The nation’s largest Superfund site runs right down the middle of the Hudson Valley: 200 miles of poisoned riverbed at the bottom of the Hudson River, laden with decades’ worth of PCB-contaminated muck.
Since 2009, General Electric, the company that dumped the toxic PCBs into the river back in the 1930s, has been running one of the most ambitious environmental cleanups ever attempted: dredging the most toxic parts of the river, scooping out thousands of pounds of contaminated soil and shipping it over land to be buried in rural Texas.
Two recent studies, one by consultants for Scenic Hudson and another by the state, took a look at the river after the first two phases of the dredging project, which ran from 2009 to 2014. The results were disappointing: PCB levels in the river are still troublingly high.
The eyes of river-watchers are now on the federal regulators at the EPA: Will they order another round of dredging? New York State environmental officials, disturbed by high levels of PCBs still contaminating the river and its fish, are calling on the feds to order GE to do more cleanup work:
“The health of the Hudson River estuary and the vitality of the communities along its banks are at stake and the EPA must not let GE off the hook for a job that is not yet done,” [Gov. Andrew] Cuomo said in releasing the new study results. “The latest sampling data confirms the overwhelming body of evidence that PCB levels remain unacceptably high in both the riverbed and the fish.”
Part of the problem, some observers say, is that the contamination of the river was much more widespread than officials initially thought, but the project was never revised to account for new information coming from the field.
Environmentalists like Manna Jo Greene, Ulster County legislator and environmental director for the Hudson River Sloop Clearwater, are pressing for the dredging to continue. The work is far from finished, Greene told North Country Public Radio:
“The results are disappointing, and a more robust clean-up is needed. The EPA must not issue a certificate of completion to General Electric because that would let them off the hook.”
The Wrong Approach?
It’s no surprise that with a potential $500 million price tag on the next round of cleanup, General Electric would like to finish the project and move on. But even among those who live on and love the river, there are many who think the dredging should stop—or perhaps that it should never have been started at all.
Many of the riverbank’s residents, who have been living next door to the dredging cranes and barges for years, have been skeptical of the cleanup all along. In news stories about the project, locals often appear as a voice of resigned pessimism; take, for instance, these upper Hudson Valley residents who appeared in a recent radio story about the river cleanup:
“They should have left it alone from the get-go,” said Jay Harrington who lives right next to the river. The backyard where his dogs play is bordered by the contaminated riverbank. Asked if he worries about possible health risks, he shrugged and said, “Too late now.”
You hear this over and over here, a kind of resignation. GE spread PCBs all over this valley before people realized the industrial chemical causes deformities in fish and other wildlife and carries a risk of cancer for humans. In a coffee shop nearby Art and William Wells were eating lunch.
“How you going to get it all out of the water, I just don’t see how,” Art Wells said.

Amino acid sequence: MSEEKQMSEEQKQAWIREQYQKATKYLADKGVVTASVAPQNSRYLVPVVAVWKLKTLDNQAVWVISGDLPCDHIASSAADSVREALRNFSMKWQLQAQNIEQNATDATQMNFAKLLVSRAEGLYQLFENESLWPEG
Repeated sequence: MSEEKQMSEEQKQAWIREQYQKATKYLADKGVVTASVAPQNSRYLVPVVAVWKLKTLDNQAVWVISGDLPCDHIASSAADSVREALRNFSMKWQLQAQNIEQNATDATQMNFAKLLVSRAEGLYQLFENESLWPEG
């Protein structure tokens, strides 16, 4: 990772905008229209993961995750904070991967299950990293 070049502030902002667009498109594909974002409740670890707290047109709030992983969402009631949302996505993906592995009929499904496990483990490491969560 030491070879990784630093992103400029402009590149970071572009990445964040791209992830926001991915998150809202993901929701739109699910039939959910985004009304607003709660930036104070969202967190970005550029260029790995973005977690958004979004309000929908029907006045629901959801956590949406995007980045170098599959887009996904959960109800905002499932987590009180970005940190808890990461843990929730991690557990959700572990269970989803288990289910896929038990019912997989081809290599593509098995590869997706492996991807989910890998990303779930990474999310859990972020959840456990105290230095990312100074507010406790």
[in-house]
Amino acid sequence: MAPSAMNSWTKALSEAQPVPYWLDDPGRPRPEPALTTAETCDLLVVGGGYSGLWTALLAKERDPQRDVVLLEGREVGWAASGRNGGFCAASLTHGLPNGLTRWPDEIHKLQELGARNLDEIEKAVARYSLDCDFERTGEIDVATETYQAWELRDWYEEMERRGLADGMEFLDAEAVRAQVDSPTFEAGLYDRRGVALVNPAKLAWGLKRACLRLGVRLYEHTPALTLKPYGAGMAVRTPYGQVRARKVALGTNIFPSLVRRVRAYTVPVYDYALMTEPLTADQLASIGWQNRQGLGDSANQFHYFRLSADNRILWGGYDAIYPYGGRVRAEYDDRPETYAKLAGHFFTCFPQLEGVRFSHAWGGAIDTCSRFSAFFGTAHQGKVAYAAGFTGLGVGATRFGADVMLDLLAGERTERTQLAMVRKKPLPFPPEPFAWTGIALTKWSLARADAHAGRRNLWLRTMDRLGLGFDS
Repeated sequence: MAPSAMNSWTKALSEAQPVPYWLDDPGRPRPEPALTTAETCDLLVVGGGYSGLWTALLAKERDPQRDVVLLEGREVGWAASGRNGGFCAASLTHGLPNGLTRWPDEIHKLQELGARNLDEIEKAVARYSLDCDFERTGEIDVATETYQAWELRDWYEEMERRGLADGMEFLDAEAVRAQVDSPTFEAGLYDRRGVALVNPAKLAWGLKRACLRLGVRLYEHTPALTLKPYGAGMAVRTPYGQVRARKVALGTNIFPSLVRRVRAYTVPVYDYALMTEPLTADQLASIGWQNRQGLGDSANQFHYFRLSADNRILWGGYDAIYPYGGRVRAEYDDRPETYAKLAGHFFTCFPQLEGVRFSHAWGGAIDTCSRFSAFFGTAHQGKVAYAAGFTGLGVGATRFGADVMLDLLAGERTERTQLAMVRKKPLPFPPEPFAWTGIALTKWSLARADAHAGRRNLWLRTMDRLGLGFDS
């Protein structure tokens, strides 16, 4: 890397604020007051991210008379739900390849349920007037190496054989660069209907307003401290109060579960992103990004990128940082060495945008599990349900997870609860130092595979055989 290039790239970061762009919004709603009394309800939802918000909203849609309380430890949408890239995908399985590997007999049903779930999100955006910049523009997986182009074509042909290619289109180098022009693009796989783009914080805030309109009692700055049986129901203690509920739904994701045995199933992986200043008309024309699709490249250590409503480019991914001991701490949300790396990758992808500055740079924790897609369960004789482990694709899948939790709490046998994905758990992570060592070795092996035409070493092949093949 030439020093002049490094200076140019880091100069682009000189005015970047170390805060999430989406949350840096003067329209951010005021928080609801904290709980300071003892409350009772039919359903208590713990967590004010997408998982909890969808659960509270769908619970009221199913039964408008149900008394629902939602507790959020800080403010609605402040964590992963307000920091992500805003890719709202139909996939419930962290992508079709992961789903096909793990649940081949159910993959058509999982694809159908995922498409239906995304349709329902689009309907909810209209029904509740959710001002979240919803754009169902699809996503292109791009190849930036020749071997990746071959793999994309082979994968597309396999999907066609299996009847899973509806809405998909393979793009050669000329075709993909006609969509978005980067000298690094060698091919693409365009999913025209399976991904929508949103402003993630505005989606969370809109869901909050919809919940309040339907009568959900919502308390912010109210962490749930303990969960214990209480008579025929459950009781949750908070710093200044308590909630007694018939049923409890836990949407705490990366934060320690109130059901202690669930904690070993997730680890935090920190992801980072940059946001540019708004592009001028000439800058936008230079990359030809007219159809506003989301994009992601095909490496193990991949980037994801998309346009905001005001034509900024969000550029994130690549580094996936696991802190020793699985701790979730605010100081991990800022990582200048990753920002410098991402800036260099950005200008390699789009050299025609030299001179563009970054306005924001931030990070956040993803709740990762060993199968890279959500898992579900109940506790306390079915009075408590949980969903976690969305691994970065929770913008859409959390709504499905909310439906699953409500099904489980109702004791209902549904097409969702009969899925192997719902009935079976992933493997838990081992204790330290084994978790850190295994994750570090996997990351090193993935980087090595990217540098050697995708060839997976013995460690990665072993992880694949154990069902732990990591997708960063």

“I’m thinking with him, waste of time,” William Wells added.
Some scientists agree that the river should have been left alone. In 2005, Robert Michaels, president of environmental consulting firm RAM TRAC, wrote a letter in the journal Environmental Practice arguing that dredging the river would do more harm than good. Michaels believed that the proposed fix for the river—dredging PCB hotspots, and leaving the rest of the riverbed alone—would leave vast sections of the Hudson still contaminated, and would stir up toxic sediments in the air and water around the dredging. Better to let time and nature take their course, Michaels argued:
Some people see light at the end of the tunnel, when dredging really will reduce PCBs in sediment, biota, water, and air, and really will eradicate PCB-associated human disease. Others see the same light at the end of a different, longer tunnel, when continued natural burial of sediment-borne PCBs by sediment loading from runoff into the river will work toward doing the same job. Continued natural dichlorination of buried PCBs, along with their further degradation by physical, chemical, and biological processes acting beneath the sediments, will finish the job even if we do not dredge.
In 2017, Michaels and co-author Uriel Oko wrote a paper in Environmental Claims Journal stating that the dredging effort had failed, and that extending it would only stir up more PCBs, risking harm to both humans and vulnerable wildlife in and around the river.
Would the river have been better off left alone? Without access to an alternate universe, in which regulators decided on a different path, it’s impossible to say for sure. But with PCB levels in Hudson River fish still testing at three times the cleanup goal target, it’s hard to declare the project a success.
The example of the Hudson is a sobering one for other rivers with similar problems, including the Grasse River in the Adirondacks, where a $243 million dredging project is soon to get underway. Lessons learned at the nation’s largest and most ambitious Superfund site will help shape future cleanup efforts. It’s a sobering thought, but even if the dredging project fails, the still-poisoned Hudson can help serve as a reminder of the value of the most effective cleanup strategy: not dumping toxic waste into rivers in the first place.